Hygiene is defined as the many practices that foster and maintain optimal health. People commonly use the term hygiene in relation to personal grooming, dental, or food practices. Psycho-hygiene is a term not commonly used in our vernacular, but it should be. Just as good grooming habits reduce the threat of harmful bacteria on the body, psycho-hygiene bolsters mental health, which also contributes to physical well-being (mental and emotional suffering often creates physical symptoms such as ulcers, headaches, autoimmune diseases, metabolic syndrome, and even cancer).
We tend to readily accept the notion that staying active, eating veggies and going to our GP for check-ups contribute to our health and well-being. Many of us can be resistant to ongoing mental health practices and“check-ups”, and yet the World Health Organization (WHO) states that emotional mental disorders are a leading cause of disabilities worldwide (“neuropsychiatric disorders are the leading cause of disability worldwide, accounting for 37% of all healthy life years lost through disease”*).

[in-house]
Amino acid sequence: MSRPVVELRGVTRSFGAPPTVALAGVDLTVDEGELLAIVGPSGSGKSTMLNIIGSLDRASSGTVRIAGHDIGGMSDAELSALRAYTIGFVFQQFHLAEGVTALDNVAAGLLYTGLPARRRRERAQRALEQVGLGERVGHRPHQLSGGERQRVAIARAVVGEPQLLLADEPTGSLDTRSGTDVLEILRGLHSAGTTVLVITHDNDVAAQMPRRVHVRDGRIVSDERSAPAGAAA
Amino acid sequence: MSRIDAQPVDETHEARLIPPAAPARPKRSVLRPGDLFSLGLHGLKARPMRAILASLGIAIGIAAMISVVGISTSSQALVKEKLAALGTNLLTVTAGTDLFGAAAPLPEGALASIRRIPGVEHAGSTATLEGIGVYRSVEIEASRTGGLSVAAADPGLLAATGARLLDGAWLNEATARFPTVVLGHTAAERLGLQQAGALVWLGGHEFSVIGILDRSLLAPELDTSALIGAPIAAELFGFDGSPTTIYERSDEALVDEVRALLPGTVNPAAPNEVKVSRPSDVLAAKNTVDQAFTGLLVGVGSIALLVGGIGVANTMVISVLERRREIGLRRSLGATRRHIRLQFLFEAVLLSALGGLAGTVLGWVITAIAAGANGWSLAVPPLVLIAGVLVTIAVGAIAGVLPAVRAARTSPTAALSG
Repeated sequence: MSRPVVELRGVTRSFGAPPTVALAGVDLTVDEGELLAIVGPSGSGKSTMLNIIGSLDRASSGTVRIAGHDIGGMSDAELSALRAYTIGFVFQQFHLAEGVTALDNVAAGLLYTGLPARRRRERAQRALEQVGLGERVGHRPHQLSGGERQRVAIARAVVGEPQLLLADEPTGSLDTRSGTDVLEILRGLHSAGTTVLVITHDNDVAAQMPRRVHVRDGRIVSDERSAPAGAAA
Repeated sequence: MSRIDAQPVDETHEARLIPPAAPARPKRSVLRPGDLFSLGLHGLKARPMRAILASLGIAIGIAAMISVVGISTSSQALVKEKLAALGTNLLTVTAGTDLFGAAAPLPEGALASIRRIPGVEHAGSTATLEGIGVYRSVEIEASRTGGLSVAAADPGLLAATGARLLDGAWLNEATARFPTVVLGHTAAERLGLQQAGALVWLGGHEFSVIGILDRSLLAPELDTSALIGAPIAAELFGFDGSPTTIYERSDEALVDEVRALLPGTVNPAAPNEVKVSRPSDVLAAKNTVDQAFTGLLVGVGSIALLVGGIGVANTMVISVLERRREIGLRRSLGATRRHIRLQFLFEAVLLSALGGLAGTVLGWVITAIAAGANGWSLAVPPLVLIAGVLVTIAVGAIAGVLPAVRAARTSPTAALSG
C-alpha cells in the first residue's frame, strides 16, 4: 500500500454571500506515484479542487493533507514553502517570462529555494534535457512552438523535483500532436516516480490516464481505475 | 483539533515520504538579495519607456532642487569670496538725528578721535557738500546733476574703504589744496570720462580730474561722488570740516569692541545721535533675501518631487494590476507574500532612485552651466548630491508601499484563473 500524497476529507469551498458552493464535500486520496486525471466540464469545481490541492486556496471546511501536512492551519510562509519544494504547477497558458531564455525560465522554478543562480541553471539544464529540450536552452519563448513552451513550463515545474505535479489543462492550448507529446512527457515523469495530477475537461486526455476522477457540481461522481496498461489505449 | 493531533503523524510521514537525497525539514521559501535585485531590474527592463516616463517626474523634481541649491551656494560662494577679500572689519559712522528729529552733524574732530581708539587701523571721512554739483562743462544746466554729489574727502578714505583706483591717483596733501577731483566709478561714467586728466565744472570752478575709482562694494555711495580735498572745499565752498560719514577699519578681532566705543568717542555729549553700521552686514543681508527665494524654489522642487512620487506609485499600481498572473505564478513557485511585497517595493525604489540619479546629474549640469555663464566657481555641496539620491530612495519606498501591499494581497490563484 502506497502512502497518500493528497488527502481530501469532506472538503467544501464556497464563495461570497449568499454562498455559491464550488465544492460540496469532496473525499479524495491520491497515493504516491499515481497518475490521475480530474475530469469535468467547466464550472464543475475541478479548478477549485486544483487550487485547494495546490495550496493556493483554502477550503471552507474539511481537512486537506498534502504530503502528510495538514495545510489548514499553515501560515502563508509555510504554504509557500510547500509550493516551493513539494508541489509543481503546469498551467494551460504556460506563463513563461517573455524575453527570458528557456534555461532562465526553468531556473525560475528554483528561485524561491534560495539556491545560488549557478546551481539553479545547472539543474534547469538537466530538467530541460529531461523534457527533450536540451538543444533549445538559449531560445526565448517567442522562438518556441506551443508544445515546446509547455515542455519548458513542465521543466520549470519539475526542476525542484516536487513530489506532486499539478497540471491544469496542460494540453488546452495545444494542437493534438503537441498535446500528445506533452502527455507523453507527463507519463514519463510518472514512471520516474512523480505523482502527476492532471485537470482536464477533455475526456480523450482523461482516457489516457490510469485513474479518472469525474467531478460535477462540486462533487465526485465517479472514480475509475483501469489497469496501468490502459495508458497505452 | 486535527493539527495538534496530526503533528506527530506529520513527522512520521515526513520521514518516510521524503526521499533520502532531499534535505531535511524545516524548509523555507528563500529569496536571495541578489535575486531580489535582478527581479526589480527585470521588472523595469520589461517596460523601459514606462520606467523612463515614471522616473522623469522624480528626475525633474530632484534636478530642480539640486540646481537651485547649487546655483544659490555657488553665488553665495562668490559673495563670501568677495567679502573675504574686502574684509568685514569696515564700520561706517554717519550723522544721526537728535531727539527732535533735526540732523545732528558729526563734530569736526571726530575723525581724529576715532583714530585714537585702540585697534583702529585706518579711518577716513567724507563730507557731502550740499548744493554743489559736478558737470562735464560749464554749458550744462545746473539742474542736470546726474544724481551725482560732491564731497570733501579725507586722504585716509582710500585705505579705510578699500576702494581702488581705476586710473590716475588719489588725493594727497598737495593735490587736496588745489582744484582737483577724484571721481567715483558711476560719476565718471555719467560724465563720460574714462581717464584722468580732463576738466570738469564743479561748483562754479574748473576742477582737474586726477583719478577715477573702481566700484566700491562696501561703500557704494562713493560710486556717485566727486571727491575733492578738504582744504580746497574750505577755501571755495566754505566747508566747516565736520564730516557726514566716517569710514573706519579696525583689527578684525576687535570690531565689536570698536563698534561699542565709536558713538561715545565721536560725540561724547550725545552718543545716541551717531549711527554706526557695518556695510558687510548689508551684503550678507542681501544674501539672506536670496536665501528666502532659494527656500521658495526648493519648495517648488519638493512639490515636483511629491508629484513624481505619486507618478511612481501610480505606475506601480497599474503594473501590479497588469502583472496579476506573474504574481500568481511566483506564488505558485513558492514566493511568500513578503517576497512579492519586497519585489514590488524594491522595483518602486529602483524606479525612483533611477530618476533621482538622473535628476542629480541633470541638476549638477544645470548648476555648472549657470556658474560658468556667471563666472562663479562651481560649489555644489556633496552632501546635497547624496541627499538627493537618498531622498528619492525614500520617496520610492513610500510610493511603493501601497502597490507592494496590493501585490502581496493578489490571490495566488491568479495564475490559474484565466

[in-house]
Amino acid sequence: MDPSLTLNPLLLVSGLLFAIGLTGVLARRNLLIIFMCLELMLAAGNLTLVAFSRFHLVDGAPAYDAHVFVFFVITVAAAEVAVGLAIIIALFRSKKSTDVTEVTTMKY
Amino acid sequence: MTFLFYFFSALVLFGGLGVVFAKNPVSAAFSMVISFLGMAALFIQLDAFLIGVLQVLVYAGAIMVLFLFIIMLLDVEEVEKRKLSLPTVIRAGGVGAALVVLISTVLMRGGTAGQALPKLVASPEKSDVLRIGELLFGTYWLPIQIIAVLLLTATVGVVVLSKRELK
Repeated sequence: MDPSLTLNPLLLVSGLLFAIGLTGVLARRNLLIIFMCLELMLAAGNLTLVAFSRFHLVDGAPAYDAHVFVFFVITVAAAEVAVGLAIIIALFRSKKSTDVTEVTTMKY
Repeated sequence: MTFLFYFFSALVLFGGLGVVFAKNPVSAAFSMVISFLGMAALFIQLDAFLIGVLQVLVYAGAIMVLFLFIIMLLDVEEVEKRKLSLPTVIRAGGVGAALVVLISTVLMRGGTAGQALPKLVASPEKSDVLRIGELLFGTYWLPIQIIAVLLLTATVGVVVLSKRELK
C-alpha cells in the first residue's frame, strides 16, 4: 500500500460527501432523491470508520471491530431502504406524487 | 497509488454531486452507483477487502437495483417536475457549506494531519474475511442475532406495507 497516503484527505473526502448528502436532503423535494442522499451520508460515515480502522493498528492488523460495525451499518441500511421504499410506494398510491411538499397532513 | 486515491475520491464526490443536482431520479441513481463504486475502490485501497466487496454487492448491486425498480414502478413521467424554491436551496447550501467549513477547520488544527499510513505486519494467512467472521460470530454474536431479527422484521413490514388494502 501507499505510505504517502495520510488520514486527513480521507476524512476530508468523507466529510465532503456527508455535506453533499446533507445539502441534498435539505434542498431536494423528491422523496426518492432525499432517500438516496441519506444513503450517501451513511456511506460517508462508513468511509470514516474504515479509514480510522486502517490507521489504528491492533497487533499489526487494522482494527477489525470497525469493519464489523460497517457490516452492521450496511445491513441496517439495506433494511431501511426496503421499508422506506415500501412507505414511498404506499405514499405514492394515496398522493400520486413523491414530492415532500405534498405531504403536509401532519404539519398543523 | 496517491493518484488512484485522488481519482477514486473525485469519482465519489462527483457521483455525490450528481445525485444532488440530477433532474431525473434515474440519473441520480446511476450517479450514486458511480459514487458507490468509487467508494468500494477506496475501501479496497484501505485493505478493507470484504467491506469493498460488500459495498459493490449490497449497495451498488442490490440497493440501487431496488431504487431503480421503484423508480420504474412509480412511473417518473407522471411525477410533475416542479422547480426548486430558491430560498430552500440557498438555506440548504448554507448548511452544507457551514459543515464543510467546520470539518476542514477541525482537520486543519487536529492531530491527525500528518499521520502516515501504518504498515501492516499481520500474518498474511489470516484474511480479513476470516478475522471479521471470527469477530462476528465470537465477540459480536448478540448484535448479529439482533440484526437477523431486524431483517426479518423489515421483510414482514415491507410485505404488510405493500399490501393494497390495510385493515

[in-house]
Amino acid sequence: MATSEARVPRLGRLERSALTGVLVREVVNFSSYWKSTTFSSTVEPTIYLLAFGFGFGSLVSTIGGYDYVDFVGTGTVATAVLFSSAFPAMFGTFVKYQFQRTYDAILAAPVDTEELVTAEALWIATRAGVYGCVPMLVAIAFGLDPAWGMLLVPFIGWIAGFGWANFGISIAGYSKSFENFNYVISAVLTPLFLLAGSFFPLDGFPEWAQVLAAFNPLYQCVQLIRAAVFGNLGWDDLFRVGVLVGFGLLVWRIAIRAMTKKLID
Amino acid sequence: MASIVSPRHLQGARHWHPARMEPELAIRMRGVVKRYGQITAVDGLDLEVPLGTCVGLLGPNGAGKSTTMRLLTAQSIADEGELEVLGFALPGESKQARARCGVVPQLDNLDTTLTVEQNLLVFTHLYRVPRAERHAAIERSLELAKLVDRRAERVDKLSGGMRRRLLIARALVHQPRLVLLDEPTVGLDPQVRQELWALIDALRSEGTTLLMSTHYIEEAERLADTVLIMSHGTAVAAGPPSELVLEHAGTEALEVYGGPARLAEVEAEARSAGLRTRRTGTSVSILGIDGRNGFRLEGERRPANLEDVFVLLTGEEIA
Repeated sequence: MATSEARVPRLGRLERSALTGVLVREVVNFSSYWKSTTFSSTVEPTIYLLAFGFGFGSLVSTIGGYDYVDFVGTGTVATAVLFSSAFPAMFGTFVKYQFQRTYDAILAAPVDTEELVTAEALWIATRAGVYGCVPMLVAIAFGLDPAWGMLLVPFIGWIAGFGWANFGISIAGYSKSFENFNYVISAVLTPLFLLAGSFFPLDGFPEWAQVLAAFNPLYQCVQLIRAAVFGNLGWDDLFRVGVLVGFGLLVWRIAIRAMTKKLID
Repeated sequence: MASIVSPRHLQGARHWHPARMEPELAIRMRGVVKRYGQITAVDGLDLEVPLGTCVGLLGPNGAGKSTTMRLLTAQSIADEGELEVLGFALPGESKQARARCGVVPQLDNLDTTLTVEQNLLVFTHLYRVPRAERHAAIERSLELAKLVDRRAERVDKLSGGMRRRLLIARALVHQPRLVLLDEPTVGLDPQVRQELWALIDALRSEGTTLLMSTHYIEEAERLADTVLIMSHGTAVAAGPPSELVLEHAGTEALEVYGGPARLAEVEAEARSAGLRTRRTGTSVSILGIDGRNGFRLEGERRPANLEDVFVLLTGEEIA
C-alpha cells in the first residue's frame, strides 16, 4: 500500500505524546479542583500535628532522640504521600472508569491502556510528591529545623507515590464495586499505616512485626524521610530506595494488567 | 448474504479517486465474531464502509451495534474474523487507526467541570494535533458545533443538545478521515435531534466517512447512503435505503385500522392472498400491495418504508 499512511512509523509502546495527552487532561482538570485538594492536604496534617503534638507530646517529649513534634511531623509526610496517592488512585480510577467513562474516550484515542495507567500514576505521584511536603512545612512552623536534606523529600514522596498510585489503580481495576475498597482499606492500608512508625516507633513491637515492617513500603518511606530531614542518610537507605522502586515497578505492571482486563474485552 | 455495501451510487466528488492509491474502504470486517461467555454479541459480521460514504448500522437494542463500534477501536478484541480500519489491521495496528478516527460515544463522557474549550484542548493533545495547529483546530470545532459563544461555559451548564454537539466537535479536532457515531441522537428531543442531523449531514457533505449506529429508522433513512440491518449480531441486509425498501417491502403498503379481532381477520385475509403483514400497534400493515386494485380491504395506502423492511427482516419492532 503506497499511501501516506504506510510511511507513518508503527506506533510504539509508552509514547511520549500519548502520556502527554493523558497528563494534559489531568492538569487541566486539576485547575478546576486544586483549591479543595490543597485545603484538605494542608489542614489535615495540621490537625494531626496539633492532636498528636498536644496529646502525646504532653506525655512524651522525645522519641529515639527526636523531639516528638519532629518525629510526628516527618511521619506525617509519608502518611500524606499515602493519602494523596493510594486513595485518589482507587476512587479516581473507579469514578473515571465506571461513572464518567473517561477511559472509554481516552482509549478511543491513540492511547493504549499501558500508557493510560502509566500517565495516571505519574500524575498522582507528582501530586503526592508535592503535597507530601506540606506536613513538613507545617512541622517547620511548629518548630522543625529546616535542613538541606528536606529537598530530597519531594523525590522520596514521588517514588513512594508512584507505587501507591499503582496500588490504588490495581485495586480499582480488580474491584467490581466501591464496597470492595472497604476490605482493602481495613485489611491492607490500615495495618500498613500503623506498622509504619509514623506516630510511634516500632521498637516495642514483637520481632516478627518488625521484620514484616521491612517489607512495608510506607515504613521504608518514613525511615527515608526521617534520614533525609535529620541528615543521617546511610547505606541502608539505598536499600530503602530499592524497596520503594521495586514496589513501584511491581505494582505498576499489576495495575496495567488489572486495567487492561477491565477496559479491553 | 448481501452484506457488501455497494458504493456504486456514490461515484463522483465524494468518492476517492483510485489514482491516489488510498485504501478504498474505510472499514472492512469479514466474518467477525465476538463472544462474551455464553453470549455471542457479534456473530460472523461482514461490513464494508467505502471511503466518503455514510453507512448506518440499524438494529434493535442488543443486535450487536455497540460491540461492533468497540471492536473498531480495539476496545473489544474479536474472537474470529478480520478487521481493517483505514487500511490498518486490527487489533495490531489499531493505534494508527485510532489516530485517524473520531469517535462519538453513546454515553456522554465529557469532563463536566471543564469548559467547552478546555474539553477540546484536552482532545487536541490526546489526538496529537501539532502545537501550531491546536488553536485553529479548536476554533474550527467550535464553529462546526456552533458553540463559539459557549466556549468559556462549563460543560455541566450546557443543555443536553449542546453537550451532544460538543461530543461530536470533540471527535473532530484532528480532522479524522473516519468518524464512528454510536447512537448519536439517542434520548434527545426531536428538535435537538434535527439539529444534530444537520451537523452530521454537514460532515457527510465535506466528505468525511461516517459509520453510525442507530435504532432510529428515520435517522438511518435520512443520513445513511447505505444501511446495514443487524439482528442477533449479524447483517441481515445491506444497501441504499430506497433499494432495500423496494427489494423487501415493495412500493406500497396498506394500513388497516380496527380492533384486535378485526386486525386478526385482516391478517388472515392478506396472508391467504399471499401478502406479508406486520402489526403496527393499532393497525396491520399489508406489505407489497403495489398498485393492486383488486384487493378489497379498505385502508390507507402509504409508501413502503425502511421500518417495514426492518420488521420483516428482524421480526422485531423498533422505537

We are all prone to such things as cognitive distortions and maladaptive coping behaviours, particularly at times of distress. From a neurobiological stand-point, we know that when stressed, communication to our prefrontal cortex is impeded (the rational, sound decision-making part of the brain). This means that if left solely to our own devices, we can cause ourselves greater harm. One of the most beneficial things we can do for our mental and emotional well-being is to connect with others. This assists in validating our experiences and helps us garner new perspectives that we often cannot conceive at times of distress. Other examples of practicing psycho-hygiene are to make time for the things that fuel you (athletics, music, the arts, nature, reading, et cetera), and seek to find personal meaning in your suffering.
How do YOU practice psycho-hygiene?